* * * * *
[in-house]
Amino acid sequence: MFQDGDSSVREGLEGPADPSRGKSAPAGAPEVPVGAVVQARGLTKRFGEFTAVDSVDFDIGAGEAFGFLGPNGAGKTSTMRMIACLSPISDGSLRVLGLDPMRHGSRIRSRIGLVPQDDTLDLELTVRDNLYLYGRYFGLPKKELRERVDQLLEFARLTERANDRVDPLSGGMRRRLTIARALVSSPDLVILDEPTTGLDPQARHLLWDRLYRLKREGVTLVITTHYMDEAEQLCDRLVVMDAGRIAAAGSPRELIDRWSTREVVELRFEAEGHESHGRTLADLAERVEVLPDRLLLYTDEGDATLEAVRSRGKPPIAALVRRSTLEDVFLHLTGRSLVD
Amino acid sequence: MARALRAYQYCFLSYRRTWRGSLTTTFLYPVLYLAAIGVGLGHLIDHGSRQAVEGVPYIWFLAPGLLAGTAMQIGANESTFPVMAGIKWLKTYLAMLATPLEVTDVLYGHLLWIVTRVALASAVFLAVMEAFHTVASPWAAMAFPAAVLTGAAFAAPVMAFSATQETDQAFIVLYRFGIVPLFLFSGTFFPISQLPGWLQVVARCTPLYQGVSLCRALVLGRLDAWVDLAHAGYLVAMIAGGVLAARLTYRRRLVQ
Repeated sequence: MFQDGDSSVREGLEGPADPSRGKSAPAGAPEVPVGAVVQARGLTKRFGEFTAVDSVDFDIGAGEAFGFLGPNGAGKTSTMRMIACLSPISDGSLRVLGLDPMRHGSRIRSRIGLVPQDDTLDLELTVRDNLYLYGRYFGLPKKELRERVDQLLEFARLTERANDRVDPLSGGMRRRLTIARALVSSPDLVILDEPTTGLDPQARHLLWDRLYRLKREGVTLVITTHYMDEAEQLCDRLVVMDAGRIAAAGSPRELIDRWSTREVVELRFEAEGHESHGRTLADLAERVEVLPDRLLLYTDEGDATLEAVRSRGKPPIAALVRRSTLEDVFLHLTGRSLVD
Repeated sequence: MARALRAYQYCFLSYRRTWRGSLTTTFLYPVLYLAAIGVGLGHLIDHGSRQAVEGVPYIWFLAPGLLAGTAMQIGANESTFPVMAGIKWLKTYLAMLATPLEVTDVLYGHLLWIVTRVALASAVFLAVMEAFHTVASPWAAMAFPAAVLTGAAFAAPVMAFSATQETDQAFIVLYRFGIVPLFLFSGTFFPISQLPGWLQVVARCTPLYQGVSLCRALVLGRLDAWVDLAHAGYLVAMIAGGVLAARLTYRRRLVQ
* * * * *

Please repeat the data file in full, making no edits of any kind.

[in-house]
Amino acid sequence: MFQDGDSSVREGLEGPADPSRGKSAPAGAPEVPVGAVVQARGLTKRFGEFTAVDSVDFDIGAGEAFGFLGPNGAGKTSTMRMIACLSPISDGSLRVLGLDPMRHGSRIRSRIGLVPQDDTLDLELTVRDNLYLYGRYFGLPKKELRERVDQLLEFARLTERANDRVDPLSGGMRRRLTIARALVSSPDLVILDEPTTGLDPQARHLLWDRLYRLKREGVTLVITTHYMDEAEQLCDRLVVMDAGRIAAAGSPRELIDRWSTREVVELRFEAEGHESHGRTLADLAERVEVLPDRLLLYTDEGDATLEAVRSRGKPPIAALVRRSTLEDVFLHLTGRSLVD
Amino acid sequence: MARALRAYQYCFLSYRRTWRGSLTTTFLYPVLYLAAIGVGLGHLIDHGSRQAVEGVPYIWFLAPGLLAGTAMQIGANESTFPVMAGIKWLKTYLAMLATPLEVTDVLYGHLLWIVTRVALASAVFLAVMEAFHTVASPWAAMAFPAAVLTGAAFAAPVMAFSATQETDQAFIVLYRFGIVPLFLFSGTFFPISQLPGWLQVVARCTPLYQGVSLCRALVLGRLDAWVDLAHAGYLVAMIAGGVLAARLTYRRRLVQ
Repeated sequence: MFQDGDSSVREGLEGPADPSRGKSAPAGAPEVPVGAVVQARGLTKRFGEFTAVDSVDFDIGAGEAFGFLGPNGAGKTSTMRMIACLSPISDGSLRVLGLDPMRHGSRIRSRIGLVPQDDTLDLELTVRDNLYLYGRYFGLPKKELRERVDQLLEFARLTERANDRVDPLSGGMRRRLTIARALVSSPDLVILDEPTTGLDPQARHLLWDRLYRLKREGVTLVITTHYMDEAEQLCDRLVVMDAGRIAAAGSPRELIDRWSTREVVELRFEAEGHESHGRTLADLAERVEVLPDRLLLYTDEGDATLEAVRSRGKPPIAALVRRSTLEDVFLHLTGRSLVD
Repeated sequence: MARALRAYQYCFLSYRRTWRGSLTTTFLYPVLYLAAIGVGLGHLIDHGSRQAVEGVPYIWFLAPGLLAGTAMQIGANESTFPVMAGIKWLKTYLAMLATPLEVTDVLYGHLLWIVTRVALASAVFLAVMEAFHTVASPWAAMAFPAAVLTGAAFAAPVMAFSATQETDQAFIVLYRFGIVPLFLFSGTFFPISQLPGWLQVVARCTPLYQGVSLCRALVLGRLDAWVDLAHAGYLVAMIAGGVLAARLTYRRRLVQ